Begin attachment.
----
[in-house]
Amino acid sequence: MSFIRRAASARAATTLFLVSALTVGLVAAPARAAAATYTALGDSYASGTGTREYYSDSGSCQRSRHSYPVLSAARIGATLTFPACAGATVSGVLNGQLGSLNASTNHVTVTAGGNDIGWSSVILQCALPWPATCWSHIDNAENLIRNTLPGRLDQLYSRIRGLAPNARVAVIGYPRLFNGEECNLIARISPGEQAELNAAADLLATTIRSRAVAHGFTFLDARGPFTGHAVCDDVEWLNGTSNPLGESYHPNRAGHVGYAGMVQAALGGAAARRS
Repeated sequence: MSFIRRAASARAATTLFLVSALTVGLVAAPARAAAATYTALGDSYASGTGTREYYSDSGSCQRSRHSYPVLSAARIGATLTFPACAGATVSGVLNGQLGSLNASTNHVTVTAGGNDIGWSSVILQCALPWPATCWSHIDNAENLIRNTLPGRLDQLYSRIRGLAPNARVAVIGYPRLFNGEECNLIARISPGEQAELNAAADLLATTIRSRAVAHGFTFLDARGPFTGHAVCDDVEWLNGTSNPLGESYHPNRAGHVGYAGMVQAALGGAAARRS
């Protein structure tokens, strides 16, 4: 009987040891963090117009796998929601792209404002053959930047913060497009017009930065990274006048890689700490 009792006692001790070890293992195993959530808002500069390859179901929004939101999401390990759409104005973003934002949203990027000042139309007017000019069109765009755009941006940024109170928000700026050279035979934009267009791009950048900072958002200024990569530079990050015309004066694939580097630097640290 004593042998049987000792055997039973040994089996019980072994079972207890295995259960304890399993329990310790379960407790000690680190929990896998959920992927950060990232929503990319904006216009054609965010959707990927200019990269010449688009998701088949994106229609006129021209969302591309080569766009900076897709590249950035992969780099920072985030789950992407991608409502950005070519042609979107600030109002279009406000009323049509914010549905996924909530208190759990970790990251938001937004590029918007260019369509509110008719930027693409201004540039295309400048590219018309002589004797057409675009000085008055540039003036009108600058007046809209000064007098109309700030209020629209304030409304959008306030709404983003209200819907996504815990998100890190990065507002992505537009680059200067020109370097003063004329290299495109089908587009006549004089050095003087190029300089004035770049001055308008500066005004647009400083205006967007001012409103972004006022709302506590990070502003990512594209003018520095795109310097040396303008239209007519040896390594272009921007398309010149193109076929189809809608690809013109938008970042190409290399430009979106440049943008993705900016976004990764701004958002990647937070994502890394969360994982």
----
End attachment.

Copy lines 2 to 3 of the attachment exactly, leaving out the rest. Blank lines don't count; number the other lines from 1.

Amino acid sequence: MSFIRRAASARAATTLFLVSALTVGLVAAPARAAAATYTALGDSYASGTGTREYYSDSGSCQRSRHSYPVLSAARIGATLTFPACAGATVSGVLNGQLGSLNASTNHVTVTAGGNDIGWSSVILQCALPWPATCWSHIDNAENLIRNTLPGRLDQLYSRIRGLAPNARVAVIGYPRLFNGEECNLIARISPGEQAELNAAADLLATTIRSRAVAHGFTFLDARGPFTGHAVCDDVEWLNGTSNPLGESYHPNRAGHVGYAGMVQAALGGAAARRS
Repeated sequence: MSFIRRAASARAATTLFLVSALTVGLVAAPARAAAATYTALGDSYASGTGTREYYSDSGSCQRSRHSYPVLSAARIGATLTFPACAGATVSGVLNGQLGSLNASTNHVTVTAGGNDIGWSSVILQCALPWPATCWSHIDNAENLIRNTLPGRLDQLYSRIRGLAPNARVAVIGYPRLFNGEECNLIARISPGEQAELNAAADLLATTIRSRAVAHGFTFLDARGPFTGHAVCDDVEWLNGTSNPLGESYHPNRAGHVGYAGMVQAALGGAAARRS